Document Type

Article

Publication Date

8-21-2021

Publication Title

Journal of cardiac failure

Abstract

BACKGROUND: It remains unclear whether there is a racial disparity in the response to angiotensin inhibitors in patients with heart failure with reduced ejection fraction (HFrEF) and whether the role of genomic ancestry plays a part. Therefore, we compared survival rates associated with angiotensin inhibitors in patients with HFrEF by self-identified race and proportion of West African genomic ancestry.

METHODS: Three datasets totaling 1153 and 1480 self-identified Black and White patients, respectively, with HFrEF were meta-analyzed (random effects model) for race-based analyses. One dataset had genomic data for ancestry analyses (416 and 369 self-identified Black and White patients, respectively). Cox proportional hazards regression, adjusted for propensity scores, assessed the association of angiotensin inhibitor exposure with all-cause mortality by self-identified race or proportion of West African genomic ancestry.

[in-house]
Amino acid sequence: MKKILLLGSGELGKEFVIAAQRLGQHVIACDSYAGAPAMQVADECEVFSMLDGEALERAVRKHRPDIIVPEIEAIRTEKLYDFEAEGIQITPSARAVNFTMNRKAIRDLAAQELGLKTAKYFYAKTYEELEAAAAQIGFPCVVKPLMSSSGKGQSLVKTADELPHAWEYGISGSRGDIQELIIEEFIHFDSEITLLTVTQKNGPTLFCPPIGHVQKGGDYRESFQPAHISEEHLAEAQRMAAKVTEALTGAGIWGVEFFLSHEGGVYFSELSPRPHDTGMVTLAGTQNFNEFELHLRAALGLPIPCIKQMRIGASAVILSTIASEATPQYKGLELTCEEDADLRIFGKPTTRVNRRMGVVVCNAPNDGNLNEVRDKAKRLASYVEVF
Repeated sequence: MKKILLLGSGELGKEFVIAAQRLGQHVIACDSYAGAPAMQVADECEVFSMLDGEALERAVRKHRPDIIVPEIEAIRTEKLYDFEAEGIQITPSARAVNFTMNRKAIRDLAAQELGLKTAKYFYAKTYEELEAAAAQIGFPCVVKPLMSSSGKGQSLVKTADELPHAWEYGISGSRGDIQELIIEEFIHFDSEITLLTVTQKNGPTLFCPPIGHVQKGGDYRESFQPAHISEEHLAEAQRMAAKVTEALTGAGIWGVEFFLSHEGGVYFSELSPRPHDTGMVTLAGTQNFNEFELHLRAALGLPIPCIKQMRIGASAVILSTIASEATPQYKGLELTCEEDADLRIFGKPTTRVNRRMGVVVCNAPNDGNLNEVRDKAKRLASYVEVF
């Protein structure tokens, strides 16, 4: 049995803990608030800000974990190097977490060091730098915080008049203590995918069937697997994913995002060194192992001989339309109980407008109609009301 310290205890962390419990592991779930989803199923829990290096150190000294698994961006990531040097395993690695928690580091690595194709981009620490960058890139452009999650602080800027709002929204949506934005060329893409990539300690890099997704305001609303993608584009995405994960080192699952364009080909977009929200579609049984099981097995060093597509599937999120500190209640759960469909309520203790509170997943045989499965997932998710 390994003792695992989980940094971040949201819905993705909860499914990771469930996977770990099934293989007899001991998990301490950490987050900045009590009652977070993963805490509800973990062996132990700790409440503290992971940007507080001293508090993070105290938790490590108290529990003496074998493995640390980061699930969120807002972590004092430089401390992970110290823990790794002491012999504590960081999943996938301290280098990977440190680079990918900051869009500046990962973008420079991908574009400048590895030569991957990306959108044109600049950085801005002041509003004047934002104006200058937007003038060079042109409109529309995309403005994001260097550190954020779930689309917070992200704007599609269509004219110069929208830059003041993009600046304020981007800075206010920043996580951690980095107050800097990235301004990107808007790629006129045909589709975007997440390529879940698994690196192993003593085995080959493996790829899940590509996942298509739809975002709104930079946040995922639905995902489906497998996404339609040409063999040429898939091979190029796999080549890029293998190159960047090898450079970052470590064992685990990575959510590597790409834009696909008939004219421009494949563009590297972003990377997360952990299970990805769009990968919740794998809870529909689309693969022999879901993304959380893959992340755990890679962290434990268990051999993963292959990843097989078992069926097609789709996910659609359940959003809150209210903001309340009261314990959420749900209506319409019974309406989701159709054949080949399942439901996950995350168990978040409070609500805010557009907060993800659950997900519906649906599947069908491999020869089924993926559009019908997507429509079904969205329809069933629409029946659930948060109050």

RESULTS: In meta-analysis of self-identified race, adjusted hazard ratios (95% CI) for exposure to angiotensin inhibitors were similar in self-identified Black and White patients with HFrEF: 0.52 (0.31-0.85) P = 0.006 and 0.54 (0.42-0.71) P = 0.001, respectively. Results were similar when the proportion of West African genomic ancestry was > 80% or < 5%: 0.66 (0.34-1.25) P = 0.200 and 0.56 (0.26-1.23) P = 0.147, respectively.

CONCLUSIONS: Among self-identified Black and White patients with HFrEF, reduction in all-cause mortality associated with exposure to angiotensin inhibitors was similar regardless of self-identified race or proportion of West African genomic ancestry.

PubMed ID

34425222

ePublication

ePub ahead of print

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